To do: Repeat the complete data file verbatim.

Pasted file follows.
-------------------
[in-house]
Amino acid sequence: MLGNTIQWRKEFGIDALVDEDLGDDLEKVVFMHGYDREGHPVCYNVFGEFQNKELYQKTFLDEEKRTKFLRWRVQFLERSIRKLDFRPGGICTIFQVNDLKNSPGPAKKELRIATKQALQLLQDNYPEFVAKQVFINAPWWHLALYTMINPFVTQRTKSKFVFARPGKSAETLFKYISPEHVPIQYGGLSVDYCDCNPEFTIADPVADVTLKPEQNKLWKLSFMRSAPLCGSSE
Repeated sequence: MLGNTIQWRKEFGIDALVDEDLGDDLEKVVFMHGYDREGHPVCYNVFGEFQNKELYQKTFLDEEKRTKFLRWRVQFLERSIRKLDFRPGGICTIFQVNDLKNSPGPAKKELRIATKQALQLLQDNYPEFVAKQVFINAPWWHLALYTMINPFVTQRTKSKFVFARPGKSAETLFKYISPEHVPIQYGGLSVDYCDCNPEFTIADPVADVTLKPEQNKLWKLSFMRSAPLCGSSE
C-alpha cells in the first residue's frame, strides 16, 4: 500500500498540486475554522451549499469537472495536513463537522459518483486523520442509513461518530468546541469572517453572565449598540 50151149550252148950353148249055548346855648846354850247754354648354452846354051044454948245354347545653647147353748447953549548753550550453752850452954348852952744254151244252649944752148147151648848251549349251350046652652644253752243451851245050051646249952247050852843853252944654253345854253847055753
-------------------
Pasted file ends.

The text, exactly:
[in-house]
Amino acid sequence: MLGNTIQWRKEFGIDALVDEDLGDDLEKVVFMHGYDREGHPVCYNVFGEFQNKELYQKTFLDEEKRTKFLRWRVQFLERSIRKLDFRPGGICTIFQVNDLKNSPGPAKKELRIATKQALQLLQDNYPEFVAKQVFINAPWWHLALYTMINPFVTQRTKSKFVFARPGKSAETLFKYISPEHVPIQYGGLSVDYCDCNPEFTIADPVADVTLKPEQNKLWKLSFMRSAPLCGSSE
Repeated sequence: MLGNTIQWRKEFGIDALVDEDLGDDLEKVVFMHGYDREGHPVCYNVFGEFQNKELYQKTFLDEEKRTKFLRWRVQFLERSIRKLDFRPGGICTIFQVNDLKNSPGPAKKELRIATKQALQLLQDNYPEFVAKQVFINAPWWHLALYTMINPFVTQRTKSKFVFARPGKSAETLFKYISPEHVPIQYGGLSVDYCDCNPEFTIADPVADVTLKPEQNKLWKLSFMRSAPLCGSSE
C-alpha cells in the first residue's frame, strides 16, 4: 500500500498540486475554522451549499469537472495536513463537522459518483486523520442509513461518530468546541469572517453572565449598540 50151149550252148950353148249055548346855648846354850247754354648354452846354051044454948245354347545653647147353748447953549548753550550453752850452954348852952744254151244252649944752148147151648848251549349251350046652652644253752243451851245050051646249952247050852843853252944654253345854253847055753